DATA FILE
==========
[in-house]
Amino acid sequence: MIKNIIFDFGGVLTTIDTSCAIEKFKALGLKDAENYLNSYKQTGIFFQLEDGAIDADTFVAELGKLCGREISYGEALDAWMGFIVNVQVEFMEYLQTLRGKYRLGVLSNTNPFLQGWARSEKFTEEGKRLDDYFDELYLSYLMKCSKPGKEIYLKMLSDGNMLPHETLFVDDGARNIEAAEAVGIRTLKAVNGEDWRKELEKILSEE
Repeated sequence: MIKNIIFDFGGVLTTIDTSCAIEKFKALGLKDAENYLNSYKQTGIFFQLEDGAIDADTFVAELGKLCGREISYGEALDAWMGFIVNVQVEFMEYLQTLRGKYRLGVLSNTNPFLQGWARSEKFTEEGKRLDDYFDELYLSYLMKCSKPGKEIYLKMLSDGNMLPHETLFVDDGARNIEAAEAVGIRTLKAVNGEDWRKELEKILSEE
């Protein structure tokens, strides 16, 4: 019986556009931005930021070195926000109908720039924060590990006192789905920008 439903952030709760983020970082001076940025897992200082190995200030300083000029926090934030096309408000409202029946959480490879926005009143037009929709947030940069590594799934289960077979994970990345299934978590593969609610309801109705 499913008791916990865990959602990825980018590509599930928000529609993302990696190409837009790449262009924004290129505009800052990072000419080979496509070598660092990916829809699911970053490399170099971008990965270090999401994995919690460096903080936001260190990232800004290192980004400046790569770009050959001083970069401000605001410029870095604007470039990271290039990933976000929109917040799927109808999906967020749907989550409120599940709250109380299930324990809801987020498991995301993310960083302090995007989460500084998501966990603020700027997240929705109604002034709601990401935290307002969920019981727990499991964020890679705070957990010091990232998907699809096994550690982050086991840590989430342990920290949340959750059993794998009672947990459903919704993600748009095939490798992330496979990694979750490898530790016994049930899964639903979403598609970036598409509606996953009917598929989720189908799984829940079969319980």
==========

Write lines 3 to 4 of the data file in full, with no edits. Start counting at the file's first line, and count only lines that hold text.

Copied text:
Repeated sequence: MIKNIIFDFGGVLTTIDTSCAIEKFKALGLKDAENYLNSYKQTGIFFQLEDGAIDADTFVAELGKLCGREISYGEALDAWMGFIVNVQVEFMEYLQTLRGKYRLGVLSNTNPFLQGWARSEKFTEEGKRLDDYFDELYLSYLMKCSKPGKEIYLKMLSDGNMLPHETLFVDDGARNIEAAEAVGIRTLKAVNGEDWRKELEKILSEE
């Protein structure tokens, strides 16, 4: 019986556009931005930021070195926000109908720039924060590990006192789905920008 439903952030709760983020970082001076940025897992200082190995200030300083000029926090934030096309408000409202029946959480490879926005009143037009929709947030940069590594799934289960077979994970990345299934978590593969609610309801109705 499913008791916990865990959602990825980018590509599930928000529609993302990696190409837009790449262009924004290129505009800052990072000419080979496509070598660092990916829809699911970053490399170099971008990965270090999401994995919690460096903080936001260190990232800004290192980004400046790569770009050959001083970069401000605001410029870095604007470039990271290039990933976000929109917040799927109808999906967020749907989550409120599940709250109380299930324990809801987020498991995301993310960083302090995007989460500084998501966990603020700027997240929705109604002034709601990401935290307002969920019981727990499991964020890679705070957990010091990232998907699809096994550690982050086991840590989430342990920290949340959750059993794998009672947990459903919704993600748009095939490798992330496979990694979750490898530790016994049930899964639903979403598609970036598409509606996953009917598929989720189908799984829940079969319980």